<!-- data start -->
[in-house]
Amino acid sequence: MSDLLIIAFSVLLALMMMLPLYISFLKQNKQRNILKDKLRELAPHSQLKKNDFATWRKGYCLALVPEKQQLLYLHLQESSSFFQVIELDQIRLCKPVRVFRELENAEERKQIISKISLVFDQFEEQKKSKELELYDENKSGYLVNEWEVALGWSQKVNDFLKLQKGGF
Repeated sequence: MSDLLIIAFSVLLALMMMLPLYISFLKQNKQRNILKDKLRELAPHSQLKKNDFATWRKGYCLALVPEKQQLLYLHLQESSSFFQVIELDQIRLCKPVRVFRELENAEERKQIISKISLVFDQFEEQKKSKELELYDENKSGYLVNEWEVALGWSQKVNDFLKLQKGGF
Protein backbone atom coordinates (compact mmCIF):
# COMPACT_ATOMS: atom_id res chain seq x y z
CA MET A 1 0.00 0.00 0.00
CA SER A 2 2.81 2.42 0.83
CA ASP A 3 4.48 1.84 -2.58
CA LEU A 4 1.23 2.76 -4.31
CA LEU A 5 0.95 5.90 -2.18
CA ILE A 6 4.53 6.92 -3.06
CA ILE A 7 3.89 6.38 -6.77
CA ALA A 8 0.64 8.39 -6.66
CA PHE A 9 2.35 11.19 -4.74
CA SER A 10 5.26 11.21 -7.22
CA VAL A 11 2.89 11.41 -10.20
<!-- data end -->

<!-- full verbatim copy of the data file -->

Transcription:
[in-house]
Amino acid sequence: MSDLLIIAFSVLLALMMMLPLYISFLKQNKQRNILKDKLRELAPHSQLKKNDFATWRKGYCLALVPEKQQLLYLHLQESSSFFQVIELDQIRLCKPVRVFRELENAEERKQIISKISLVFDQFEEQKKSKELELYDENKSGYLVNEWEVALGWSQKVNDFLKLQKGGF
Repeated sequence: MSDLLIIAFSVLLALMMMLPLYISFLKQNKQRNILKDKLRELAPHSQLKKNDFATWRKGYCLALVPEKQQLLYLHLQESSSFFQVIELDQIRLCKPVRVFRELENAEERKQIISKISLVFDQFEEQKKSKELELYDENKSGYLVNEWEVALGWSQKVNDFLKLQKGGF
Protein backbone atom coordinates (compact mmCIF):
# COMPACT_ATOMS: atom_id res chain seq x y z
CA MET A 1 0.00 0.00 0.00
CA SER A 2 2.81 2.42 0.83
CA ASP A 3 4.48 1.84 -2.58
CA LEU A 4 1.23 2.76 -4.31
CA LEU A 5 0.95 5.90 -2.18
CA ILE A 6 4.53 6.92 -3.06
CA ILE A 7 3.89 6.38 -6.77
CA ALA A 8 0.64 8.39 -6.66
CA PHE A 9 2.35 11.19 -4.74
CA SER A 10 5.26 11.21 -7.22
CA VAL A 11 2.89 11.41 -10.20